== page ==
For a while, the spread of corporate monopolies seemed destined to wipe out mom-and-pop shops for good. But family businesses demonstrated their resilience during the economic downturn, and now they’re stronger than ever. In fact, family-owned companies make up 90% of U.S. businesses. They are responsible for 80% of new jobs and 60% of all jobs in America.
And while those statistics include large corporations such as Ford and Walmart, small family businesses have also been thriving. According to Forbes, many workers laid off during the recession have established family businesses on the Internet, marketing and selling their products through cheaply purchased websites. And prospects seem good for the coming year. Fifty two percent of family business owners (PDF) foresee that their revenues will increase in 2014.
So what can your small business (or small family business) learn from these successful family-owned companies?
Dedication to the Business
A recent study by the Harvard Business Review found that most family business owners have a heightened level of commitment to their business’s health and longevity. The majority of owners run their family business to secure a livelihood for their children, so this gives them a strong vested interest in the continued success of their company.
This dedication also extends to those who work for family businesses. The 2013 Survey of Family Businesses (PDF) found that family employees tend to stay with the family business for an average of 20.6 years, as compared to the 4.6-year average for employees at non-family companies.
Magda Walczak has been working with her family’s business, W.W. Remodeling, since she was fourteen. She explains:
“When you’re working with your family, the stakes are higher. So you work longer and harder, which breeds success.”
Looking to the Future
Family businesses are also less likely to sacrifice their company’s longevity for short-term gains. As the Handbook of Research on Family Business details, most successful family-controlled companies have a conservative fiscal policy, low debt and high liquidity ratios. Additionally, “they guard against doing anything in the short run that might compromise the future of the business.”
This means less money is spent on unnecessary expenses. As the aforementioned Harvard Business Review says:
“It’s possible to identify [a family business] just by walking into the lobby of its headquarters.”
In addition to forgoing lavish office spaces, family businesses are also less likely to take huge financial risks. While this can make them less successful in boom times, it means they can more easily survive economic downturns.
Family businesses are also especially dedicated to customer service. ExploreB2B.com found that family businesses “are not only working to get new customers but to keep the existing ones.”
This means that family businesses are more likely to go the extra mile to meet customer’s needs and resolve complaints. They are also more likely to provide personalized service and forge relationships with their customers. Walczak says:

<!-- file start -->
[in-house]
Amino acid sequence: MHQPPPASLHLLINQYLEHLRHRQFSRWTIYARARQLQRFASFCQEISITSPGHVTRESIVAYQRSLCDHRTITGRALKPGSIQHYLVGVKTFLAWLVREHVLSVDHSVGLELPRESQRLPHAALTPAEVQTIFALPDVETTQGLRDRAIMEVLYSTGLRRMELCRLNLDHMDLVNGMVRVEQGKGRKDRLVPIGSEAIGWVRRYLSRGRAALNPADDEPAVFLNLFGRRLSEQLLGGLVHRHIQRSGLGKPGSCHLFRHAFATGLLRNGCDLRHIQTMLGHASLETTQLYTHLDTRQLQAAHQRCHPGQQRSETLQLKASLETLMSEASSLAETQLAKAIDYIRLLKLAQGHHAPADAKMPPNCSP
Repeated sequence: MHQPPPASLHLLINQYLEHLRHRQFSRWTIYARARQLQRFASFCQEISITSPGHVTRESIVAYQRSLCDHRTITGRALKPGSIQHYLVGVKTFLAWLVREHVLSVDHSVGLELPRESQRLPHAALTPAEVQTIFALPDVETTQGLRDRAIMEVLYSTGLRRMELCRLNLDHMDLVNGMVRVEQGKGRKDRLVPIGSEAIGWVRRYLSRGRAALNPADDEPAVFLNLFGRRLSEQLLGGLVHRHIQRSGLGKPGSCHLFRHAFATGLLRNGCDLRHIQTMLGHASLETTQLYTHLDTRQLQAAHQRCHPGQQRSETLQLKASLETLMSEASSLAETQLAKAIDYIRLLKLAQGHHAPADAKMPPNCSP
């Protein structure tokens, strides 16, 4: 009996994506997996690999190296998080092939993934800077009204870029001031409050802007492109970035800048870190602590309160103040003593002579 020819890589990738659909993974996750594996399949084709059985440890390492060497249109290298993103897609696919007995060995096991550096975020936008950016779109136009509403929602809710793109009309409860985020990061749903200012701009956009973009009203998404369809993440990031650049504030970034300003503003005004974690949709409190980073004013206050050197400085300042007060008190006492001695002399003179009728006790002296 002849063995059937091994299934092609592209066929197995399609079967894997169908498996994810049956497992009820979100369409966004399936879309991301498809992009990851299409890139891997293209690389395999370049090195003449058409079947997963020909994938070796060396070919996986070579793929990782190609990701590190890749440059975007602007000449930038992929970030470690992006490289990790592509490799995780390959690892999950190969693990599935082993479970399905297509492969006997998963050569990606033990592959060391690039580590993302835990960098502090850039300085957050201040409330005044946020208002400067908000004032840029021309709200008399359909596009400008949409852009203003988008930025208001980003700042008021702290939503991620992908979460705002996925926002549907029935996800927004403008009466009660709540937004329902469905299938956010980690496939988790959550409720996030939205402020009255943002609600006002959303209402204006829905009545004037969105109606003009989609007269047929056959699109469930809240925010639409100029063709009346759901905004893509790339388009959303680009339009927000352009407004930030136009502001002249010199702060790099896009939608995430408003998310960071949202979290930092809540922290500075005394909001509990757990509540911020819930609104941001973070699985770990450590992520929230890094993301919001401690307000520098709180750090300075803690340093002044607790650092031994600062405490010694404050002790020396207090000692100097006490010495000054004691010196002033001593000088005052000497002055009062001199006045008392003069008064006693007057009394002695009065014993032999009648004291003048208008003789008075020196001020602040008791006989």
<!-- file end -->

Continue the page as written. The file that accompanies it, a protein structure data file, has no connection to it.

“Because we’re all financially and emotionally invested in our business, we take care of our customers with much more care than our non-family competitors. This means that our clients are very loyal and give us a ton of referrals.”
Family business owners work to maintain not only a thriving business from one generation to the next but also strong company values. One study found that business owners were most likely to encourage their children to “earn their own money, give to charity and volunteer.”
Another study (PDF) analyzed the websites of the largest family and non-family companies in search of their values. While both types of companies emphasized integrity, respect and customers, only family-owned companies associated their brand with generosity, humility, communication and service. These more community-oriented values can actually give family businesses a competitive edge.
As Lucia Ceja and Josep Tapies explain in a recent Business Spectator article:
“By dedicating energy to achieving the highest quality standards in their products and services, as well as by being humble and generous, [family businesses] are able to establish deep connections with other stakeholders.”
Investing in Workplace Diversity
According to the American Family Business Survey, 25% of CEOs in family businesses are women, and the majority of family businesses have women in top management positions. In comparison, only 3% of non-family Fortune 500 companies are currently led by women.
There has also been a shift in the role of women within family businesses. Whereas traditionally, the mother acted as a mediator between the father and children, now she is more likely to hold an active position within the actual business. This gives family businesses a leg-up over less diversified, non-family companies. A recent study by the U.S. Chamber’s Center for Women in Business found that the Fortune 1000 companies that have committed to diversifying their top positions consistently outperformed their peers.
Whether your small business is family or non-family owned, you can easily apply these strategies. If you dedicate yourself to your work, favor the long-term over short-term, prioritize customer service, instill family values and diversify your top positions – your company will be better prepared to face an uncertain economic future.
Family Business Photo via Shutterstock